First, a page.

Can the internet give us better government?
Ode for the late Joachim Kombut

Our art is glorious but not taken seriously

This Kauage painting is the first thing visitors see when they enter my house. PNG paintings have been sold for up to $US5,000 (K18,000), yet PNG does little to  promote art as an industry - KJ

| Sipikriva Girl

BRAUN, MOROBE – I have observed that many Papua New Guinean artists and artisans, hoping to sell their work, display photographs of their art in social media, at local fairs and at monthly craft markets.

Among these artists and artisans are people who are extraordinarily talented.

And these people share a common opinion: Why doesn't their own government, and even their own people, recognise that art is a goldmine?

Most times it seems that their art only catches the eyes of expatriates.

At other times, it may catch the eyes a hotel manager or restaurant owner, who just want to put something on the walls of their businesses. Something pleasing to catch the eye of customers.

Most Papua New Guinean households have no paintings on their walls.

I walk into houses with Chinese fabric tribal prints hung on walls as decorations and cheap wool handcraft hanging off nails. Nobody ever puts up paintings.

Art is not encouraged, probably because it does not bring in the big bucks. Or so goes the limited thinking of our countrymen and women.

Yes, I’ve read of the starving artists living together in studio apartments in New York, but what is there to lose for our artists?

Most of them have raw talents, not refined by art school or by learning from the greats.

Give them an easel, a stretch of canvas and a palette and they will create exquisite creations that put you in awe.

There is a hierarchy of jobs in the country. There are engineers and doctors, then lawyers, hundreds of other occupations and finally artists. Artists are never taken seriously.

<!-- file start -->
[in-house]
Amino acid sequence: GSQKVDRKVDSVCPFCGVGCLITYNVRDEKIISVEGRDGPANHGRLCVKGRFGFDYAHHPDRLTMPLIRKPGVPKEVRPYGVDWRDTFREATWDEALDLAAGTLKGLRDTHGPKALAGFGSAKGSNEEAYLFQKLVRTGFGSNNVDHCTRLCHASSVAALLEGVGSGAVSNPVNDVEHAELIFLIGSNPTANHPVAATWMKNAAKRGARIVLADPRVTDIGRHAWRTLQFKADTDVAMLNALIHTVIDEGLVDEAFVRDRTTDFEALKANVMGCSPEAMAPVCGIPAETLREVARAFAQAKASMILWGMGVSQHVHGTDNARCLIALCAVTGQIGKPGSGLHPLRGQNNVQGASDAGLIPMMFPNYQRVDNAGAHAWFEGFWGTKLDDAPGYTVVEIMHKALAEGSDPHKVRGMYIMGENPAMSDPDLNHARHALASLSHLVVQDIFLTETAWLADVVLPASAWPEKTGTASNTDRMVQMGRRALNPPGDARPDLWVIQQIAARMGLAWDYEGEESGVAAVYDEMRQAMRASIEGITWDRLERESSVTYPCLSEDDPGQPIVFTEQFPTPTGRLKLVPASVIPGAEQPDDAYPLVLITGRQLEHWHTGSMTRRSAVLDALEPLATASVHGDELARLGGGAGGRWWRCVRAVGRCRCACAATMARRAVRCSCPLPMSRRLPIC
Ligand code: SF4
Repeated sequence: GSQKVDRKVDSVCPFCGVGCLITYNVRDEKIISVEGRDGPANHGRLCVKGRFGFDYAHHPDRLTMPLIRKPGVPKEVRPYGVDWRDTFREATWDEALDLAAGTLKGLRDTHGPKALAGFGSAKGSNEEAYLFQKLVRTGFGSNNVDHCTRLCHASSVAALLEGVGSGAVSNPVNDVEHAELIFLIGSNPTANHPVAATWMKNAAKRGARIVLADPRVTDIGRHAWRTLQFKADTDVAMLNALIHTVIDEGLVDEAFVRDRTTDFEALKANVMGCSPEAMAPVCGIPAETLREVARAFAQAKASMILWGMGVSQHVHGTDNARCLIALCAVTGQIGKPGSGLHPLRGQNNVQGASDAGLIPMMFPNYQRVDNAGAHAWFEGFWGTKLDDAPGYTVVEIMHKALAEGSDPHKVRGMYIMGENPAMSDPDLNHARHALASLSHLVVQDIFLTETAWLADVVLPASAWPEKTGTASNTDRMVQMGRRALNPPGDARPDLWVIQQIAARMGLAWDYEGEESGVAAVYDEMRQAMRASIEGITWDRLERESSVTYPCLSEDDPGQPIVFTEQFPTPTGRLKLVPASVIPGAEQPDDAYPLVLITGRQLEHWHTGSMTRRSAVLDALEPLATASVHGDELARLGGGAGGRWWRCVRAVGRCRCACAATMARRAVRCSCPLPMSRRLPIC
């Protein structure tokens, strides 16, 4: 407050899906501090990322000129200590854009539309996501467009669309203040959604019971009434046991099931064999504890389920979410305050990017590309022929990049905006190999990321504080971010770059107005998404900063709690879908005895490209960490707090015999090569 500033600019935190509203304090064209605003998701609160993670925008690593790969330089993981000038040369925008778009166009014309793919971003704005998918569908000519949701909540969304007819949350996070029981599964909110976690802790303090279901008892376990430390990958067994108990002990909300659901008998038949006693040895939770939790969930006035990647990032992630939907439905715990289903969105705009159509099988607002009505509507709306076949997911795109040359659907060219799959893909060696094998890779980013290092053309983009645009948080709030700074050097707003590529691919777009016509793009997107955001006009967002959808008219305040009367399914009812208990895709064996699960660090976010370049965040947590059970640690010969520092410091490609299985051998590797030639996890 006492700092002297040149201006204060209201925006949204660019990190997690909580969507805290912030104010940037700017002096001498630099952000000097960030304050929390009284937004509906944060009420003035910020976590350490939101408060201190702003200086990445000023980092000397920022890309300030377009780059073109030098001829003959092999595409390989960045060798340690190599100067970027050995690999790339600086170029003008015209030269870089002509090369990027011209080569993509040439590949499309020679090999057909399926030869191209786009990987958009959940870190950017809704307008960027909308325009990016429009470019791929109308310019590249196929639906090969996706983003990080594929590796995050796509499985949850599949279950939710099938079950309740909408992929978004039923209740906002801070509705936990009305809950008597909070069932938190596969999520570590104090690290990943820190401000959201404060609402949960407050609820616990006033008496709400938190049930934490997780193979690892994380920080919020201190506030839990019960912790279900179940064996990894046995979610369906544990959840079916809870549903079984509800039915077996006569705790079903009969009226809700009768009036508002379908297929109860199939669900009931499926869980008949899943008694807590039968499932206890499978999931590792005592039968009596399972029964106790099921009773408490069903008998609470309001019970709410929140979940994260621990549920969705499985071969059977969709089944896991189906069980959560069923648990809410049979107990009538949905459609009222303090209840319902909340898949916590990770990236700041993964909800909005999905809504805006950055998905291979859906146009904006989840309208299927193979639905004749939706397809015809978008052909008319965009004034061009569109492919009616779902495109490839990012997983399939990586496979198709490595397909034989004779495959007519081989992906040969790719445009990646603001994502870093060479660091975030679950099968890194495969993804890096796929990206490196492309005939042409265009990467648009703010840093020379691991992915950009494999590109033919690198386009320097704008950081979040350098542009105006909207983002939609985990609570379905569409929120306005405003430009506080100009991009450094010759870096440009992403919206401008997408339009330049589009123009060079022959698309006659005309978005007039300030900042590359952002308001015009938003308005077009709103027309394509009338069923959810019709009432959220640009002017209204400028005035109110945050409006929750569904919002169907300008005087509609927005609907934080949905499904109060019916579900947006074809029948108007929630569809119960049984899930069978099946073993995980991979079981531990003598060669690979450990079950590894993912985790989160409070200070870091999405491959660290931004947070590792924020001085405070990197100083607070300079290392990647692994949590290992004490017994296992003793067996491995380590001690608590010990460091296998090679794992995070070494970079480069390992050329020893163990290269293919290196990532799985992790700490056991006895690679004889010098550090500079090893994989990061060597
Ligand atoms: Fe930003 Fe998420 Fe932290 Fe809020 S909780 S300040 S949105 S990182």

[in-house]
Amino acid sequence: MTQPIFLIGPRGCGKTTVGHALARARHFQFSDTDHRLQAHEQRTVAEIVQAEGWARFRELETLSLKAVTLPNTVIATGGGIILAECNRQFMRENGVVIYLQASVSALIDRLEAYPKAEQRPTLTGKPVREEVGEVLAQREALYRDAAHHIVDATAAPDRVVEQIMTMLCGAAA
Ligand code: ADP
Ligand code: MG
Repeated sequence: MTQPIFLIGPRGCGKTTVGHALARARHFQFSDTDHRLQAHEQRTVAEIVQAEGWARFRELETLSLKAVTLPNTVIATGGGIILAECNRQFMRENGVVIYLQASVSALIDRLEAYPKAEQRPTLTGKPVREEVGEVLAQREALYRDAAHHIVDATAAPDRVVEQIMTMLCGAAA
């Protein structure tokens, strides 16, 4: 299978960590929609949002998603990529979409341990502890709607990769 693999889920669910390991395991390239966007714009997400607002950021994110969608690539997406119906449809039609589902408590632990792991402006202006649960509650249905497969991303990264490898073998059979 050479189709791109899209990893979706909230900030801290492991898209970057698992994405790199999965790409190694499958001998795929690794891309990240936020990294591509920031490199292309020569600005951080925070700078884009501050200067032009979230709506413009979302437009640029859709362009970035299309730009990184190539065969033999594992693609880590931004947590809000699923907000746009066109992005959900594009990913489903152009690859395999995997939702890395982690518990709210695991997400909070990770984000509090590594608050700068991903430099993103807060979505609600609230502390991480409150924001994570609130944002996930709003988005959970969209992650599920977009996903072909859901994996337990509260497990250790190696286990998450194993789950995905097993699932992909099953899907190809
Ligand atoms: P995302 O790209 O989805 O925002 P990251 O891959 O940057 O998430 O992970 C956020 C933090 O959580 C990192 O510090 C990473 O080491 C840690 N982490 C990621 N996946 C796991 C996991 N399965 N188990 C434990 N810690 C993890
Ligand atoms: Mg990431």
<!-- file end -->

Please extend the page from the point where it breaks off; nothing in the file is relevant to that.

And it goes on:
I sit and ponder upon this for a while. I’ve not even written much for Sipikriva Girl for some months.

The blog is something I look fondly through every couple of months, like an old school magazine.

I cringe over the typos and badly written stories - and wonder if I can help and sell the art of my people here, on this blog?

I have reached out to artists on social media, people who just post their stuff in art groups and communities, and asked them if I can help them sell their art.

A few were quite worried that I was a scammer, a couple jumped at the opportunity to sell their art and one wanted a meet.

My next post will be me advertising the art of my people, I truly hope that one or two get snatched up by a true lover of art.


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Ross Wilkinson

Hazel’s article has caused to stir the memory banks and a search of our PNG memorabilia. It also led back to a previous article on this site that I must have glossed over at the time – Sorry, Keith!

Where are those old Sogeri books? - Keith Jackson & Friends: PNG ATTITUDE

This also led to the following newspaper article where it explains that there are more Sogeri books than the three described in Keith’s article including the one that is our collection.

29 Aug 1979 - THE FIRST 10 YEARS: PUBLICATIONS - Trove (

In 1978 I was serving at Saidor in the Madang Province as the District Officer-in-Charge. A young English couple, working as volunteers, overnighted with us. A young PNG man was travelling with them who was quite engaging and struck a chord with my wife over a common interest in art.

As a gesture of appreciation he presented us with a copy of the book described above as the “Red Sogeri Book” and titled “Asimba.” He identified himself as one of the artists whose works were displayed in the book and kindly signed one of the drawings he identified as his – JP Lawes or Powesiu Lawes.

The other artists identified as contributing works to the book were:
Jack Sirau Manea Paraka
Paiwa Bogela Kere Naime
Paul Kodor Jon Loko
George U Kaiza Patrick Keaga
Freda Walo Jenny Mae Verave
Roland Boga Billy Omoa
Joachim K Miway Hanneman Kadeu